US4248648A (en) * 1979-07-18 1981-02-03 Baxter Travenol Laboratories, Inc. Method of repairing leaks in a hollow capillary fiber diffusion device
US4384474A (en) * 1980-10-30 1983-05-24 Amf Incorporated Method and apparatus for testing and using membrane filters in an on site of use housing
US4385150A (en) * 1980-10-17 1983-05-24 Asahi Glass Company, Ltd. Organic solution of fluorinated copolymer having carboxylic acid groups
US4451369A (en) * 1980-12-18 1984-05-29 Toyo Boseki Kabushiki Kaisha Fluid separation apparatus
US4496470A (en) * 1981-01-12 1985-01-29 The B. F. Goodrich Company Cleaning composition
US4511471A (en) * 1982-06-03 1985-04-16 Drm, Dr. Muller Ag Filter apparatus for continuously thickening suspensions
US4636296A (en) * 1983-08-18 1987-01-13 Gerhard Kunz Process and apparatus for treatment of fluids, particularly desalinization of aqueous solutions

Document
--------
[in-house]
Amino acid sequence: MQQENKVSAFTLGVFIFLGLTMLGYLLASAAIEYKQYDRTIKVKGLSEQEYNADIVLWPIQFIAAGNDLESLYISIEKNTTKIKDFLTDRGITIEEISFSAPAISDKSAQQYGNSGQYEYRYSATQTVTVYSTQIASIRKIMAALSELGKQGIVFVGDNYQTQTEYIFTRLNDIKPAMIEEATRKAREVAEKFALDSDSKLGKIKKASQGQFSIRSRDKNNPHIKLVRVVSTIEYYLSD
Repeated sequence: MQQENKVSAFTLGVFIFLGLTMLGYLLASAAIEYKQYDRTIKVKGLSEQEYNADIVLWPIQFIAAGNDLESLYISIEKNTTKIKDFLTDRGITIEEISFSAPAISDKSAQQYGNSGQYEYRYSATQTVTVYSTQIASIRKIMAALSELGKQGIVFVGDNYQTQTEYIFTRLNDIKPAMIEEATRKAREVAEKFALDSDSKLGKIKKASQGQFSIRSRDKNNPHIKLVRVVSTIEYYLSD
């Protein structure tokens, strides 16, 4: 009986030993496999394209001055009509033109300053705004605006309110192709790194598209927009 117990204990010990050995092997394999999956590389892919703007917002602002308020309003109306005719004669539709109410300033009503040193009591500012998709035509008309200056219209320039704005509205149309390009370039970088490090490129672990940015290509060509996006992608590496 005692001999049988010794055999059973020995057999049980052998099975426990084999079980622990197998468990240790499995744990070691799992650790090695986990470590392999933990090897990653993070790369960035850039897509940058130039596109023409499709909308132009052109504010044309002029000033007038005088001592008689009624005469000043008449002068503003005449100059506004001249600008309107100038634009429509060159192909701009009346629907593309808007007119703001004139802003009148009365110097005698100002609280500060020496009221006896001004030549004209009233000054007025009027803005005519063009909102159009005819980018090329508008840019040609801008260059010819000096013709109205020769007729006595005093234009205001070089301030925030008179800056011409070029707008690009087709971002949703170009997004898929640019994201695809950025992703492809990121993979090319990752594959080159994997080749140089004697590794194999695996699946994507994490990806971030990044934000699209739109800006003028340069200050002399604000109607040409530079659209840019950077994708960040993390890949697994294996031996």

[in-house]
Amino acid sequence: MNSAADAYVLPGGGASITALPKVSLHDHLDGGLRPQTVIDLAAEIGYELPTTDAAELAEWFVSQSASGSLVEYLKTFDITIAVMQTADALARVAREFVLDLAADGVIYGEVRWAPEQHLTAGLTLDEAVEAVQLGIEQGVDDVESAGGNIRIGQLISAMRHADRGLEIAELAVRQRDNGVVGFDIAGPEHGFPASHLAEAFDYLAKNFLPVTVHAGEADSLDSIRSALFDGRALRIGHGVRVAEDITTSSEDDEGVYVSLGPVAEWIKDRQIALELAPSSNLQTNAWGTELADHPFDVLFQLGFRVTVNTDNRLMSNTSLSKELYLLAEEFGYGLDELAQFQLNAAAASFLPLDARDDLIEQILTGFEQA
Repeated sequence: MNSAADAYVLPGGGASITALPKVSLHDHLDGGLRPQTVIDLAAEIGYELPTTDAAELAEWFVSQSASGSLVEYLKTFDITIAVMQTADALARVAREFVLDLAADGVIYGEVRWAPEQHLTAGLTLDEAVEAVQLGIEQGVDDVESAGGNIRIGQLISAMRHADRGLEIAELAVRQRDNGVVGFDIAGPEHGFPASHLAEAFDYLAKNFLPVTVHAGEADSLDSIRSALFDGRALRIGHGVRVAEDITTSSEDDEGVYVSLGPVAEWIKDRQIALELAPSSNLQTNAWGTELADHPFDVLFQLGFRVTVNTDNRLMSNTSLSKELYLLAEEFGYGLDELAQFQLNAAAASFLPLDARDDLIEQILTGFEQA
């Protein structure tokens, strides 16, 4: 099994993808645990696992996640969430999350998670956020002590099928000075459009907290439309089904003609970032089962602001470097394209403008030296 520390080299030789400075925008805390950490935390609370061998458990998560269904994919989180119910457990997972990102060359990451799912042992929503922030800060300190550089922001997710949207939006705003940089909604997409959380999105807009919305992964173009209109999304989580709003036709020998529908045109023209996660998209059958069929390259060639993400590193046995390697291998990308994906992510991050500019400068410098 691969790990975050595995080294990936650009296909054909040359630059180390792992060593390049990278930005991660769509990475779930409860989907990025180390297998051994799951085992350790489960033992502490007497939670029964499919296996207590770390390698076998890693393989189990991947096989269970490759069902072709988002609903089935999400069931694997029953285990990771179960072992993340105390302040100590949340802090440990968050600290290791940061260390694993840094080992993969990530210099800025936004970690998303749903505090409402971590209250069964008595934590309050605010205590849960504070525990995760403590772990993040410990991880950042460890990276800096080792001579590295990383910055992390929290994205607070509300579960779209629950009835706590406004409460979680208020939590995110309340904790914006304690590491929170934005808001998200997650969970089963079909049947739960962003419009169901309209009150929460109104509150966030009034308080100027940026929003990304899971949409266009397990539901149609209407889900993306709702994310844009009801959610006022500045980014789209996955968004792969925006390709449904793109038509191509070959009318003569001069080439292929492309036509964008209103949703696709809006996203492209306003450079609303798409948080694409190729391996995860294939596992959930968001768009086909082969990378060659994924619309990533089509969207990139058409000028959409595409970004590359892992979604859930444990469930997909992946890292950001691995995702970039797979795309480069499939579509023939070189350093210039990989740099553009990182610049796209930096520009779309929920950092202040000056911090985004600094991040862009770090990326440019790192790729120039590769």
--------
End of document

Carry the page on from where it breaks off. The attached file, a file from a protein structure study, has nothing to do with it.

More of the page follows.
US4642182A (en) * 1985-03-07 1987-02-10 Mordeki Drori Multiple-disc type filter with extensible support
US4647377A (en) * 1984-07-24 1987-03-03 Kabushiki Kaisha Ito Tekkousho Filter apparatus
US4650596A (en) * 1983-05-13 1987-03-17 Henkel Kommanditgesellschaft Auf Aktien Pour point depressants for paraffin solutions
US4656865A (en) * 1985-09-09 1987-04-14 The Dow Chemical Company System for analyzing permeation of a gas or vapor through a film or membrane
US4660411A (en) * 1985-05-31 1987-04-28 Reid Philip L Apparatus for measuring transmission of volatile substances through films
US4670145A (en) * 1986-07-08 1987-06-02 E. I. Du Pont De Nemours And Company Multiple bundle fluid separation apparatus
US4673507A (en) * 1985-05-06 1987-06-16 Eco-Tec Limited Fluid treatment process and apparatus
US4718270A (en) * 1983-05-17 1988-01-12 Coulter Electronics, Ltd. Porosimeter and methods of assessing porosity